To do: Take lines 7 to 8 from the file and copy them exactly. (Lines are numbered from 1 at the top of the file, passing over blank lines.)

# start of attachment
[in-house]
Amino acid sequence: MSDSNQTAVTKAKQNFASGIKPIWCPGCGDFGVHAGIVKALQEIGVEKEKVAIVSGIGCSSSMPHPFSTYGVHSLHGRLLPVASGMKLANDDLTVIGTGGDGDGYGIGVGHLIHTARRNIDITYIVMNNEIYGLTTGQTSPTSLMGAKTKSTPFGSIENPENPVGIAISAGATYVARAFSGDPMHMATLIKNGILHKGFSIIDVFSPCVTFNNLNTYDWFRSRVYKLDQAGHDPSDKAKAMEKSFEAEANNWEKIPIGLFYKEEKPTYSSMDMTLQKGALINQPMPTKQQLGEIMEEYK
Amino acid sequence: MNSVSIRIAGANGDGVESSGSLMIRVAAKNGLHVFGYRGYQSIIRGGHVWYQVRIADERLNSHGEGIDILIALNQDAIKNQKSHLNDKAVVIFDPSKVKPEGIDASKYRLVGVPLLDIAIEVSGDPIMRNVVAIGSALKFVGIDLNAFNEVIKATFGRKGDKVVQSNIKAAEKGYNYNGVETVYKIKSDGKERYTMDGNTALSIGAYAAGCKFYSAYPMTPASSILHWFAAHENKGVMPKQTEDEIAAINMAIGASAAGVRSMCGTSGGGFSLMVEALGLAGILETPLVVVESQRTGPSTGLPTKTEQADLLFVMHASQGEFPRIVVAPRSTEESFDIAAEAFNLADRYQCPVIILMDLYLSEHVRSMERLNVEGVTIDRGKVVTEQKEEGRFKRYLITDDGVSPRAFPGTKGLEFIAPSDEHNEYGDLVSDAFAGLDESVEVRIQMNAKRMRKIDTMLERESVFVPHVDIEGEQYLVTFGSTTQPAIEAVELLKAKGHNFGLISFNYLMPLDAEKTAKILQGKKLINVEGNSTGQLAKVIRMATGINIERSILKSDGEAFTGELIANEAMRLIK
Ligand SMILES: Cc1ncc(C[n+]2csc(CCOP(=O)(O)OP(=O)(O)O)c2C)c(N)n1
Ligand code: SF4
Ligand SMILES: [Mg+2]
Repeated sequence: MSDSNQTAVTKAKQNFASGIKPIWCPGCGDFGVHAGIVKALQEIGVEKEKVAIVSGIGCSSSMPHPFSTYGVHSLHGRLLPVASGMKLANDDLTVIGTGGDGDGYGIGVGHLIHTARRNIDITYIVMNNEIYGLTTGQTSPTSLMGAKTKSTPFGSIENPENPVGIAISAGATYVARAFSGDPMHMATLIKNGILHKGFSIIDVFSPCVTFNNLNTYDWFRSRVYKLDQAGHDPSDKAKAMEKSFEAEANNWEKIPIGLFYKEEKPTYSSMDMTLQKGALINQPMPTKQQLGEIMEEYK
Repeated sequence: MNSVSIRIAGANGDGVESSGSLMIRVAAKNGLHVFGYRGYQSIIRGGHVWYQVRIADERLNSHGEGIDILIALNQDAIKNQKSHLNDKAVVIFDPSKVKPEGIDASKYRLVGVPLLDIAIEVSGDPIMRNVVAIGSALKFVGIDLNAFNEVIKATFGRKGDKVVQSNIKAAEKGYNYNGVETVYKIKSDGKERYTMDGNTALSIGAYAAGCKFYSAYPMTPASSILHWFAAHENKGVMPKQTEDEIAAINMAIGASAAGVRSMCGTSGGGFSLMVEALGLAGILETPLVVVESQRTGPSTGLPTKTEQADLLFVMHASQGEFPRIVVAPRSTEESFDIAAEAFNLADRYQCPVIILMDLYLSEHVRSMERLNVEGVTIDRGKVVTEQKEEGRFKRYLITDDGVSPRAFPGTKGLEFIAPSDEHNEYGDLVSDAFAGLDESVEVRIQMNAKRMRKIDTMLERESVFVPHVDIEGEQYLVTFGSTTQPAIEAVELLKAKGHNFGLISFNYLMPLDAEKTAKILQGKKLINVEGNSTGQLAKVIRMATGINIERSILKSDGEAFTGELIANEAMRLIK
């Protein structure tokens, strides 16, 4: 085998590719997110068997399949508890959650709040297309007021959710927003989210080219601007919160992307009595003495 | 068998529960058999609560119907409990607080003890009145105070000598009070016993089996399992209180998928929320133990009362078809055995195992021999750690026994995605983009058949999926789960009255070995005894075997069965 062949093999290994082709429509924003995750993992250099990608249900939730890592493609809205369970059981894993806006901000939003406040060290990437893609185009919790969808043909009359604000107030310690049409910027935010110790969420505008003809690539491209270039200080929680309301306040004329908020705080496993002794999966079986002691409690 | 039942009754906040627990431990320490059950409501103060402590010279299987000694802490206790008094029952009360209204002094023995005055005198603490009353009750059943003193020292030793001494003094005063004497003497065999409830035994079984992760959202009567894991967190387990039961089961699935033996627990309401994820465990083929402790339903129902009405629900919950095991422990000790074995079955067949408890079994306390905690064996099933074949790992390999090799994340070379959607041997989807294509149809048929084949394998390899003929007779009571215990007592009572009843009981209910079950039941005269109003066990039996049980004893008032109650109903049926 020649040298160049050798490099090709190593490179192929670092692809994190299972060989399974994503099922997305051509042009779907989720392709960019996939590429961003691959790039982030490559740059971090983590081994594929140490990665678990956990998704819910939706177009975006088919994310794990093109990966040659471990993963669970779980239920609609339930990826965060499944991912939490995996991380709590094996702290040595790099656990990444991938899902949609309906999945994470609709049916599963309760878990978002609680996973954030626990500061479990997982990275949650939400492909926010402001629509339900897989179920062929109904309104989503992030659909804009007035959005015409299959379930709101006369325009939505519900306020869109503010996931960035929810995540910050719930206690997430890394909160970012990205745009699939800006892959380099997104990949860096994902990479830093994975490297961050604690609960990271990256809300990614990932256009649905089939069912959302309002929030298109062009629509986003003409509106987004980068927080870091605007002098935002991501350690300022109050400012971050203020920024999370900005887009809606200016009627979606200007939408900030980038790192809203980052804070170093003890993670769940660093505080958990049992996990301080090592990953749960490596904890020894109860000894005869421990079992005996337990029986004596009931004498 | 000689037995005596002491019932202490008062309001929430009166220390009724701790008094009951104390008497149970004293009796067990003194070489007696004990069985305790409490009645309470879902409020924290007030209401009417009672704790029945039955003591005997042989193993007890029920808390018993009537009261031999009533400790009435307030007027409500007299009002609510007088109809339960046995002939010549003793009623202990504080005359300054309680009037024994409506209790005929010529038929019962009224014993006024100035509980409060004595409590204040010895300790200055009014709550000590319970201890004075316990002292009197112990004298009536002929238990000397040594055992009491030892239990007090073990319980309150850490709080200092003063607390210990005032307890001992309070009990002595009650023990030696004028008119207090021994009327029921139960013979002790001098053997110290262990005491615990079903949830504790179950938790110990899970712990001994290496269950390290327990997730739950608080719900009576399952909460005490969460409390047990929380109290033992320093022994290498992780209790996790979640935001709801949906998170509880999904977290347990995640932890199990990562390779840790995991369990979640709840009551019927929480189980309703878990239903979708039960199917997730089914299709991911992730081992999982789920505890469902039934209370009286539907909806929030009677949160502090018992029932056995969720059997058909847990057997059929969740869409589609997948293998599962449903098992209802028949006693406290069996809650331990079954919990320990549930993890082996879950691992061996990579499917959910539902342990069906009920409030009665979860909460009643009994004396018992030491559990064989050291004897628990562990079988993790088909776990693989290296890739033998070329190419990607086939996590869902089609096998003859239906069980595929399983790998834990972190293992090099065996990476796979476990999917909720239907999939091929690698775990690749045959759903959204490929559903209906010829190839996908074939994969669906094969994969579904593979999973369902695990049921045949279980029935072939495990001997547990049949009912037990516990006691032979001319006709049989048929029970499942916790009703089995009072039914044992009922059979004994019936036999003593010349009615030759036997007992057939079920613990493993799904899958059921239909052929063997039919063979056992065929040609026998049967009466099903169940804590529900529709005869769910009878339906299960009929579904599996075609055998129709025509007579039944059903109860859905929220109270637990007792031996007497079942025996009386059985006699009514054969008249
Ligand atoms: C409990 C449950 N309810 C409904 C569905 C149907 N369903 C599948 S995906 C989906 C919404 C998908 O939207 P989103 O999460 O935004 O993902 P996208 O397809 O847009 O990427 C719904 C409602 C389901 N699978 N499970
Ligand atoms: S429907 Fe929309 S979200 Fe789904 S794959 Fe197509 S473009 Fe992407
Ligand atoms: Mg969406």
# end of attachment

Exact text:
Repeated sequence: MSDSNQTAVTKAKQNFASGIKPIWCPGCGDFGVHAGIVKALQEIGVEKEKVAIVSGIGCSSSMPHPFSTYGVHSLHGRLLPVASGMKLANDDLTVIGTGGDGDGYGIGVGHLIHTARRNIDITYIVMNNEIYGLTTGQTSPTSLMGAKTKSTPFGSIENPENPVGIAISAGATYVARAFSGDPMHMATLIKNGILHKGFSIIDVFSPCVTFNNLNTYDWFRSRVYKLDQAGHDPSDKAKAMEKSFEAEANNWEKIPIGLFYKEEKPTYSSMDMTLQKGALINQPMPTKQQLGEIMEEYK
Repeated sequence: MNSVSIRIAGANGDGVESSGSLMIRVAAKNGLHVFGYRGYQSIIRGGHVWYQVRIADERLNSHGEGIDILIALNQDAIKNQKSHLNDKAVVIFDPSKVKPEGIDASKYRLVGVPLLDIAIEVSGDPIMRNVVAIGSALKFVGIDLNAFNEVIKATFGRKGDKVVQSNIKAAEKGYNYNGVETVYKIKSDGKERYTMDGNTALSIGAYAAGCKFYSAYPMTPASSILHWFAAHENKGVMPKQTEDEIAAINMAIGASAAGVRSMCGTSGGGFSLMVEALGLAGILETPLVVVESQRTGPSTGLPTKTEQADLLFVMHASQGEFPRIVVAPRSTEESFDIAAEAFNLADRYQCPVIILMDLYLSEHVRSMERLNVEGVTIDRGKVVTEQKEEGRFKRYLITDDGVSPRAFPGTKGLEFIAPSDEHNEYGDLVSDAFAGLDESVEVRIQMNAKRMRKIDTMLERESVFVPHVDIEGEQYLVTFGSTTQPAIEAVELLKAKGHNFGLISFNYLMPLDAEKTAKILQGKKLINVEGNSTGQLAKVIRMATGINIERSILKSDGEAFTGELIANEAMRLIK